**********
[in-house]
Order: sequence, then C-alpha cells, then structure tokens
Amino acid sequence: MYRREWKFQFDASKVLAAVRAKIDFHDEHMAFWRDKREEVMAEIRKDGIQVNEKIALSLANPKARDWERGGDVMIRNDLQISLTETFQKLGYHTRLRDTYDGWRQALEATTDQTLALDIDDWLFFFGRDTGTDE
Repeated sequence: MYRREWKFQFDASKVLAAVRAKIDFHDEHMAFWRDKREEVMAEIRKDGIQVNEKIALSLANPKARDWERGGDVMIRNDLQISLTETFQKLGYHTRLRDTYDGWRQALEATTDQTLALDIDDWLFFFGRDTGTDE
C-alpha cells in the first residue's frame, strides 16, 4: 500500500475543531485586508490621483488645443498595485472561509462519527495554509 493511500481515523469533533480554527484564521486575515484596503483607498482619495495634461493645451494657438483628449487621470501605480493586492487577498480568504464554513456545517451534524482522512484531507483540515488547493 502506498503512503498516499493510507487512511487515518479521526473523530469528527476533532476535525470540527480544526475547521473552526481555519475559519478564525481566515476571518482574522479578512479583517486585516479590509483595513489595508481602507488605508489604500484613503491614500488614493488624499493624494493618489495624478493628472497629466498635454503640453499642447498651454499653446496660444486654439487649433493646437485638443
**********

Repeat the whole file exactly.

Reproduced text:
[in-house]
Order: sequence, then C-alpha cells, then structure tokens
Amino acid sequence: MYRREWKFQFDASKVLAAVRAKIDFHDEHMAFWRDKREEVMAEIRKDGIQVNEKIALSLANPKARDWERGGDVMIRNDLQISLTETFQKLGYHTRLRDTYDGWRQALEATTDQTLALDIDDWLFFFGRDTGTDE
Repeated sequence: MYRREWKFQFDASKVLAAVRAKIDFHDEHMAFWRDKREEVMAEIRKDGIQVNEKIALSLANPKARDWERGGDVMIRNDLQISLTETFQKLGYHTRLRDTYDGWRQALEATTDQTLALDIDDWLFFFGRDTGTDE
C-alpha cells in the first residue's frame, strides 16, 4: 500500500475543531485586508490621483488645443498595485472561509462519527495554509 493511500481515523469533533480554527484564521486575515484596503483607498482619495495634461493645451494657438483628449487621470501605480493586492487577498480568504464554513456545517451534524482522512484531507483540515488547493 502506498503512503498516499493510507487512511487515518479521526473523530469528527476533532476535525470540527480544526475547521473552526481555519475559519478564525481566515476571518482574522479578512479583517486585516479590509483595513489595508481602507488605508489604500484613503491614500488614493488624499493624494493618489495624478493628472497629466498635454503640453499642447498651454499653446496660444486654439487649433493646437485638443